|Intermunic. comm.||Médio Tejo|
|• President||Anabela Freitas (PS)|
|• Total||351.20 km2 (135.60 sq mi)|
|• Density||120/km2 (300/sq mi)|
|Time zone||UTC±00:00 (WET)|
|• Summer (DST)||UTC+01:00 (WEST)|
|Local holiday||March 1|
Tomar (Portuguese pronunciation: [tuˈmaɾ] (listen)), also known in English as Thomar (the ancient name of Tomar), is a city and a municipality in the Santarém district of Portugal. The town proper has a population of about 20,000. The municipality population in 2011 was 40,677, in an area of 351.20 km2 (135.60 sq mi).
The town of Tomar was created inside the walls of the Convento de Cristo, constructed under the orders of Gualdim de Pais, the fourth Grand Master of the Knights Templar of Portugal in the late 12th century.
Tomar was the last Templar town to be commissioned for construction and one of Portugal's historical jewels. The town was especially important in the 15th century when it was a center of Portuguese overseas expansion under Henry the Navigator, the Grand Master of the Order of Christ, successor organization to the Knights Templar in Portugal.
Tomar lies in the most fertile region of Portugal, and one of the most fertile in the whole of the Iberian Peninsula: the Ribatejo ("by the river Tagus") meadows. It is located in the district of Santarém. The predominant landscape is agricultural, consisting of olive, pine and fig trees.
The seat of the municipality is the city of Tomar, which comprises the parishes of Santa Maria dos Olivais and São João Batista. Tomar is also the capital of the Médio Tejo (Mid-Tagus river) region.
The Nabão River cuts across what was the ancient city of Nabantia: its inhabitants are called Nabantinos.
Administratively, the municipality is divided into 11 civil parishes (freguesias):
Under the modern city lies the Roman city of Sellium. After the conquest of the region from the Moors in the Portuguese Reconquista, the land was granted in 1159 as a fief to the Order of the Knights Templar. In 1160, Gualdim Pais, the Order's Grand master in Portugal and Tomar's somewhat mythical founder, laid the first stone of the Castle and Convent of the Knights Templar that would become the headquarters of the Order in Portugal.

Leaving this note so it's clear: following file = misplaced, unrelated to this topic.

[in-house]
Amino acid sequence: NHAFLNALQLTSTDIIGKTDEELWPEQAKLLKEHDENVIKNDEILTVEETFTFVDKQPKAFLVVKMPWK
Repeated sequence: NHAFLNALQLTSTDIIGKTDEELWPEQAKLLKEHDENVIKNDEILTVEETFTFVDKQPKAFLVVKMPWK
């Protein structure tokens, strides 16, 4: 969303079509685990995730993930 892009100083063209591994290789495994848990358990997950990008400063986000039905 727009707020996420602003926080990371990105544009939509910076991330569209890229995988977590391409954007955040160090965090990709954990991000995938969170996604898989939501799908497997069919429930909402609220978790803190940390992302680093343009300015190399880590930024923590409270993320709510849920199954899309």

Local traditional legends preach that the choice was for mystical reasons and by divine inspiration, and from practices by the Grand Master of geomancy, based on exercises taken from luck and predestination. Reinforcing this magical view is the setting of the site among a small chain of seven elevations (lugar dos sete montes), which became known as the city of seven hills, as the seven hills of Jerusalem, the seven hills of Rome or the seven columns of Constantinople.
The foral or feudal contract was granted in 1162 by the Grand Master to the people. The Templars ruled from Tomar a vast region of central Portugal which they pledged to defend from Moorish attacks and raids. Like many lords of the unpopulated former frontier region of central Portugal, the villagers were given relatively liberal conditions in comparison with those of the northern regions of Portugal, in order to attract new immigrants. Those inhabitants who could sustain a horse were obliged to pay military service in return for privileges. They were not allowed the title of Knight which was reserved to the Templars. Women were also admitted to the Order, although they did not fight.
In 1190 Abu Yusuf Yaqub al-Mansur, an Almohad caliph, and his army attacked Tomar. However the knights and their 72-year-old leader, Gualdim Pais, kept them at bay. A plaque commemorates this bloody battle at the Porta do Sangue at the Castelo Templário (Castle of Tomar).
In 1314, under pressure from the Pope Clement V, the order was suppressed. Philip IV of France, who owed the Templars huge debts, held the pope a virtual prisoner and coerced him to suppress the order on bases of false accusations and forced confessions. The Order was suppressed in most of Europe and its holdings were to be transferred to the Knights Hospitaler. Instead, King Dinis negotiated the transfer of the Order's possessions and personnel in Portugal to a newly created Order of Christ. This Order moved in 1319 to Castro Marim, but in 1356 it returned to Tomar.